September Awareness Events
National Suicide Prevention Month and Recovery Month are both Awareness Events held during the month of September. National Hispanic Heritage Month is observed from September 15 to October 15th. Join us as we recognize these awareness events during the month of September.
- Suicide Prevention Awareness Month:
September is dedicated to raising awareness about Suicide Prevention. Suicide is a problem that touches the lives of many Americans. Over the past twenty years, suicide rates have steadily risen in the United States. In 2020, the U.S. had one death by suicide every 11 minutes. Suicide currently ranks as the 10th leading cause of death among all ages.
Talking about suicide can be difficult. The need to minimize stigma and increase access to treatment for those having suicidal thoughts remains great. The 988 Suicide and Crisis Lifeline, implemented over a year ago, is making it easier for people to access mental health crisis services. Mental health professionals also play an important role in offering hope and ensuring that individuals have access to the help they need. Below are some useful resources for gaining more information about 988, crisis care services, and best practices in the field.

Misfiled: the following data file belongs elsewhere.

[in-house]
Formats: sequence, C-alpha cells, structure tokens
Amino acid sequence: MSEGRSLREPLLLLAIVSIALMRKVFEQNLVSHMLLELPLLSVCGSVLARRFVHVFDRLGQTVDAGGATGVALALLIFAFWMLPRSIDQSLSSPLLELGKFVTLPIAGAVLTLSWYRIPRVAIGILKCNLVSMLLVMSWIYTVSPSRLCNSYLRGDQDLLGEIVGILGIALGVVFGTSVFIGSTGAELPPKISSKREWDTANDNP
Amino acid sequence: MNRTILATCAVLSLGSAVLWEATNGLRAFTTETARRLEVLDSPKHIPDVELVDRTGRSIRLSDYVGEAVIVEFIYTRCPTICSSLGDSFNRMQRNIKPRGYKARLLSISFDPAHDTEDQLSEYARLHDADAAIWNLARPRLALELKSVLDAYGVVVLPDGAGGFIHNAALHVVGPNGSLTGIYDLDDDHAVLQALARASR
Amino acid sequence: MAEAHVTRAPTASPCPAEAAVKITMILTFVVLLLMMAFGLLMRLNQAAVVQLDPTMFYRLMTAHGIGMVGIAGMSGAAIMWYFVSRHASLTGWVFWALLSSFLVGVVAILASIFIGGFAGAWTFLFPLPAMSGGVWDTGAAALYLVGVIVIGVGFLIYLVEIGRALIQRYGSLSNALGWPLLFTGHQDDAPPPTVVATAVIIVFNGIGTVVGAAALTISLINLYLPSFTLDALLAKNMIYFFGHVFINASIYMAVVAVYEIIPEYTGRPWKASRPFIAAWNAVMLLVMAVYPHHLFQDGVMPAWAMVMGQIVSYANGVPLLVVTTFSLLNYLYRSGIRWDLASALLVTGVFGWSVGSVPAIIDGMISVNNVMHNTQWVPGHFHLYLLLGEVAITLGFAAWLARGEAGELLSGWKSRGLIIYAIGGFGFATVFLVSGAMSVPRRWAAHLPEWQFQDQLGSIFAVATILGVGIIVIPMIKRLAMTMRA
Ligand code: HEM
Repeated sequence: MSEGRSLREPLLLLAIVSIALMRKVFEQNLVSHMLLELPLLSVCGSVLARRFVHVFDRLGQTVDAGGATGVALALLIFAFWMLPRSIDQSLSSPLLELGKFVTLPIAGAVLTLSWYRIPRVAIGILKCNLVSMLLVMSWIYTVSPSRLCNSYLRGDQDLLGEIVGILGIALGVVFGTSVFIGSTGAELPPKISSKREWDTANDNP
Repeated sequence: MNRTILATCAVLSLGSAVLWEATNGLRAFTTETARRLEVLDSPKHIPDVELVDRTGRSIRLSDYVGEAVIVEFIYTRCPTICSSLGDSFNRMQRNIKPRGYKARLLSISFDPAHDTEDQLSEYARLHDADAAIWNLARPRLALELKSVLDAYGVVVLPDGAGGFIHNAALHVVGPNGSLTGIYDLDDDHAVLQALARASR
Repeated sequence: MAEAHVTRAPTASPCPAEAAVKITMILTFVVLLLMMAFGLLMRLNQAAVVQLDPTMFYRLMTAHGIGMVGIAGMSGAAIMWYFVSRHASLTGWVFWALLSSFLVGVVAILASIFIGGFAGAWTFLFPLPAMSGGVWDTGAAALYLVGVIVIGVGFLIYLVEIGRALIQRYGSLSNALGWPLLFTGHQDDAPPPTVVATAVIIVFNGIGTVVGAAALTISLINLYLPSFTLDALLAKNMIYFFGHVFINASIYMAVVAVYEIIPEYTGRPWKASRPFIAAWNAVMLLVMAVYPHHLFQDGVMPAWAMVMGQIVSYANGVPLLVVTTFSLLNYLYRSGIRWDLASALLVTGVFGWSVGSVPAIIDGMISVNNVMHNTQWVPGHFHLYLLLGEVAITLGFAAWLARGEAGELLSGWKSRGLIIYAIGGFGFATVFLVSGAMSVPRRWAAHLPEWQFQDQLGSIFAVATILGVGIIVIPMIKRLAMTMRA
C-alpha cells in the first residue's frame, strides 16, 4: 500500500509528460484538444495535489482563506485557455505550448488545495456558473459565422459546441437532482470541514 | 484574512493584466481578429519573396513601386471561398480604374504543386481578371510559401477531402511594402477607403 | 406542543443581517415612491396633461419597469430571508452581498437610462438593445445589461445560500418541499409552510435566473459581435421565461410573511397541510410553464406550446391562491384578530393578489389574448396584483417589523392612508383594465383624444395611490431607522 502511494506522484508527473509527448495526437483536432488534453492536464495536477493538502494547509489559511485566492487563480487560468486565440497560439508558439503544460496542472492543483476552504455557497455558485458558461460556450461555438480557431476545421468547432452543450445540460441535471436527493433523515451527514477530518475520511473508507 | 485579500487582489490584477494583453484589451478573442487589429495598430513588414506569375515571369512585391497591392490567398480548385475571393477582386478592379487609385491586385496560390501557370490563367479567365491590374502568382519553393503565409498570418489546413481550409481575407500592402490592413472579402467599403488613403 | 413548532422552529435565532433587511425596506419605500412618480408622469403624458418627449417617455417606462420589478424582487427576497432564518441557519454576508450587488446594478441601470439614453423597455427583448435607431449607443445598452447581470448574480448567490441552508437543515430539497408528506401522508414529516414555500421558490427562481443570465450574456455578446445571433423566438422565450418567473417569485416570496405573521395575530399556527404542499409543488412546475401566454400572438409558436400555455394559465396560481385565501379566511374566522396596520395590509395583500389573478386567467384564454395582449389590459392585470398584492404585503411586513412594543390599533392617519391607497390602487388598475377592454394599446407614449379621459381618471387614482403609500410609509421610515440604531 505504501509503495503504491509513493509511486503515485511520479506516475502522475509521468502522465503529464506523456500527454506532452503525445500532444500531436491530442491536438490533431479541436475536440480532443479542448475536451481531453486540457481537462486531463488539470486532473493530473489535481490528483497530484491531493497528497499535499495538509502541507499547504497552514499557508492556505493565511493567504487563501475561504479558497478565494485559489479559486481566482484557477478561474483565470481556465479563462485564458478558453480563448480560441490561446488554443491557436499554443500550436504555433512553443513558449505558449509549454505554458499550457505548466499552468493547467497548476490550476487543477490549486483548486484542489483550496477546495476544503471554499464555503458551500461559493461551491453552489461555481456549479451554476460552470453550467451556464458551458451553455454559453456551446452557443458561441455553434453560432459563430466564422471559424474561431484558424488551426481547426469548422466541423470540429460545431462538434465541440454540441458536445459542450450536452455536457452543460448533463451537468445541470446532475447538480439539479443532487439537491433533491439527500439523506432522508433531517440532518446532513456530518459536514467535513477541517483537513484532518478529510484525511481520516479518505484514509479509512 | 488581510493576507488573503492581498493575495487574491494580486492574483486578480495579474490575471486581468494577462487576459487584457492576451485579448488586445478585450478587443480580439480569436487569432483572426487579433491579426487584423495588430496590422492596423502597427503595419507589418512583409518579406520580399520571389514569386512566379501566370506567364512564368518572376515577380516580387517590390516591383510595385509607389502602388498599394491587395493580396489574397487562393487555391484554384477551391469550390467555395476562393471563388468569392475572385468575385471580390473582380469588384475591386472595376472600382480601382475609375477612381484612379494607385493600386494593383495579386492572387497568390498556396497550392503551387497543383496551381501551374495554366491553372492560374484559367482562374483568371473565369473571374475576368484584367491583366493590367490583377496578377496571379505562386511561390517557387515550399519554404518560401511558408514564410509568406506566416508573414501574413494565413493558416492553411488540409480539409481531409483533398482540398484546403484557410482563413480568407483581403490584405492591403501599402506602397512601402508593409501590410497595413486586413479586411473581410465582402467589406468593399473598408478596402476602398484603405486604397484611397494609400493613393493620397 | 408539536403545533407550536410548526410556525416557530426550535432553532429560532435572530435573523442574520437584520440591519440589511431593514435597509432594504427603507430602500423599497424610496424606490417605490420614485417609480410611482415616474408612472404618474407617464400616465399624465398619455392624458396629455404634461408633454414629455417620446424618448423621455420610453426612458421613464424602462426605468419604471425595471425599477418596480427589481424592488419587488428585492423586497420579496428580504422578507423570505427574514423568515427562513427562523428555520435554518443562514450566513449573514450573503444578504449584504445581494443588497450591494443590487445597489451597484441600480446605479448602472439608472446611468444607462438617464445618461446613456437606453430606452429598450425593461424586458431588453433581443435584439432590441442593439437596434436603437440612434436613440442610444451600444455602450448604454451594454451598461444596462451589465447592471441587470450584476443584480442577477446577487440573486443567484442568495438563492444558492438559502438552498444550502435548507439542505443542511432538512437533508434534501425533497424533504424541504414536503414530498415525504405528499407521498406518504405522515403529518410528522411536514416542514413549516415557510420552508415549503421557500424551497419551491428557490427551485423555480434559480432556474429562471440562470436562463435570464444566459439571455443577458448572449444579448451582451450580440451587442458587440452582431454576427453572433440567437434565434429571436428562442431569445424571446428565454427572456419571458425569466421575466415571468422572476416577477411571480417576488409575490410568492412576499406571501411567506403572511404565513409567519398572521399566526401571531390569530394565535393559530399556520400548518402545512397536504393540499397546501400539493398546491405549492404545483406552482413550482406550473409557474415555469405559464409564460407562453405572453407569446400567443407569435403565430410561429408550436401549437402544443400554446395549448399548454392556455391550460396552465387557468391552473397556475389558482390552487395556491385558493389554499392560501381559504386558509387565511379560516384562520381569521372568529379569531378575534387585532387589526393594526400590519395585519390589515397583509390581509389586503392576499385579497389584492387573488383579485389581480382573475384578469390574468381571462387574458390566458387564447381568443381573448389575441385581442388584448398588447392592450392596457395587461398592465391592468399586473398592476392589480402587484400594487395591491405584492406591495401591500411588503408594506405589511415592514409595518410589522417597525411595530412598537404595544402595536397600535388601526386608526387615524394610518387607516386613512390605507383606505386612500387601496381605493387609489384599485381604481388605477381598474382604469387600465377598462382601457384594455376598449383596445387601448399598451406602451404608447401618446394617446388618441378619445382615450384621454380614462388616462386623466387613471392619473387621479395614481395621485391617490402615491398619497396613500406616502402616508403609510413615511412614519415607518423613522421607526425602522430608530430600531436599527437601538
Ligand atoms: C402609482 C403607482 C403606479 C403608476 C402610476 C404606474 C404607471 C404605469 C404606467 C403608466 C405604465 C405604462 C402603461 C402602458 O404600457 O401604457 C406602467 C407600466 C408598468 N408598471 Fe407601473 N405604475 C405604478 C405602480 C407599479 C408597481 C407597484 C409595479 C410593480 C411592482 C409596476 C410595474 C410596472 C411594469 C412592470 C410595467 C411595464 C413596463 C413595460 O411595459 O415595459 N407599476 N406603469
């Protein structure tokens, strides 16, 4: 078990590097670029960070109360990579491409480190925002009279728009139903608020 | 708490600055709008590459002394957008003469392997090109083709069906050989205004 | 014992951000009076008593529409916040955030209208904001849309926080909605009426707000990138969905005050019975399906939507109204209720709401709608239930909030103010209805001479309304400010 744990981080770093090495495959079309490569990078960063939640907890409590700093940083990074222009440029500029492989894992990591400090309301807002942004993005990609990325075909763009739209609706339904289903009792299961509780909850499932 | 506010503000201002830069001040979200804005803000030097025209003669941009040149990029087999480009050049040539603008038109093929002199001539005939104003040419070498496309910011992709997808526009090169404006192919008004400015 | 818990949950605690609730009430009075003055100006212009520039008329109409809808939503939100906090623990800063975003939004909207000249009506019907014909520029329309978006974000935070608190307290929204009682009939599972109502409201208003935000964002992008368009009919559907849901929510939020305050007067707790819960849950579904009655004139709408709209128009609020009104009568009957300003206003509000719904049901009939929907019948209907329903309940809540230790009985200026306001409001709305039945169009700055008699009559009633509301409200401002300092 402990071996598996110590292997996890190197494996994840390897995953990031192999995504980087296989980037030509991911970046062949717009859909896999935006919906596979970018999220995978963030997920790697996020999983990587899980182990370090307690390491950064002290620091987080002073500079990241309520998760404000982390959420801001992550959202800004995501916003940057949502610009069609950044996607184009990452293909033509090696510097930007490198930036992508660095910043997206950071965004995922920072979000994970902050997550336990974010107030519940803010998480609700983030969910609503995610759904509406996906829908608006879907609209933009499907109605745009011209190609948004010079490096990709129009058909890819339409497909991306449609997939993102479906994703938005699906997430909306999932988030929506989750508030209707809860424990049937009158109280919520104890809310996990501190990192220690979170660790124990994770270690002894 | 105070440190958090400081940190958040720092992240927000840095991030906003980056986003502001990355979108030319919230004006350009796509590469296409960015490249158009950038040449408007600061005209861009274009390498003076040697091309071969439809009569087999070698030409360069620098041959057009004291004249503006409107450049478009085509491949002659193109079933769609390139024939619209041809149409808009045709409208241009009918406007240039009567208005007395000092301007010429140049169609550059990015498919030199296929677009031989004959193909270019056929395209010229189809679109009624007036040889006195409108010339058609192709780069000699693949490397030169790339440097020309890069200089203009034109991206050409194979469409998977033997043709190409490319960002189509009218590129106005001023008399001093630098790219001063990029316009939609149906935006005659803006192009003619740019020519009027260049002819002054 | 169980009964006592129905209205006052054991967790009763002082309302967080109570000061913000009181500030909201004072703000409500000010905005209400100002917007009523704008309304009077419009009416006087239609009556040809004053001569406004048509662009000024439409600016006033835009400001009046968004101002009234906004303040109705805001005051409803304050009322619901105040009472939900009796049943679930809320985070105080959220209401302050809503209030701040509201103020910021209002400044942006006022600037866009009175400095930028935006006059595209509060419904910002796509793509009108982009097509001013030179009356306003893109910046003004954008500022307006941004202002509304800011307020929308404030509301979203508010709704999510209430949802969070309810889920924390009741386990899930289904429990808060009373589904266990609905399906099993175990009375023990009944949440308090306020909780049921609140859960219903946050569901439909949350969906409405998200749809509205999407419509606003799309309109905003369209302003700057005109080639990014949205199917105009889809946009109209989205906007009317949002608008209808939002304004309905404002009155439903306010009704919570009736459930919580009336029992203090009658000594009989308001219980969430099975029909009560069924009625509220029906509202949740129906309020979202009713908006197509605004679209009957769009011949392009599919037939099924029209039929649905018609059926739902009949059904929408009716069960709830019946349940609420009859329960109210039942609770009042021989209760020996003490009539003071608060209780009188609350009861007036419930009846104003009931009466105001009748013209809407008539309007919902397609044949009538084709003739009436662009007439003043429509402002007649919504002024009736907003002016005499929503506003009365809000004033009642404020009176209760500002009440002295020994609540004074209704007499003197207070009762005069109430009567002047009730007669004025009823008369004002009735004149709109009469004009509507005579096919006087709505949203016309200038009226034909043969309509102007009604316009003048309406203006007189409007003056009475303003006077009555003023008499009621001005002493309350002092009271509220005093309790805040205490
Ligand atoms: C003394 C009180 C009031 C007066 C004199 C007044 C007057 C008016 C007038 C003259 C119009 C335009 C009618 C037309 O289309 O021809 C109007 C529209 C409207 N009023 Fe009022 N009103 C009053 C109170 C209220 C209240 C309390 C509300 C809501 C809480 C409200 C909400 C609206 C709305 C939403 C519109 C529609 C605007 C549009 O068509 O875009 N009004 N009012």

- National Recovery Month:
National Recovery Month, held every September, has promoted and supported recovery practices and the vibrant recovery community since 1989. In an effort to increase public awareness around mental health and addiction recovery, throughout September SAMHSA will host several events, announce recovery-focused initiatives and grant funding, and celebrate individuals in recovery. Click here to learn more about SAMHSA's activities this month.
Join us for "Peer Support for Dual Recovery in Treatment Settings" on Thursday, September 29 | 12:00 - 1:00 PM (ET) Click here to learn more or register!
- National Hispanic Heritage Month:
National Hispanic Heritage Month, observed annually from September 15 to October 15, celebrates the diverse history, heritage, and contributions of Hispanic and Latino Americans. What began as a one-week commemoration in the late 1960s was expanded to 30 days and formally recognized as National Hispanic Heritage Month in 1988. Join us as we recognize the immeasurable contributions of the Hispanic and Latino community during this month. For more information about mental health awareness and promotion resources for Hispanic and Latino populations, please visit SAMHSA's Behavioral Health Equity Program.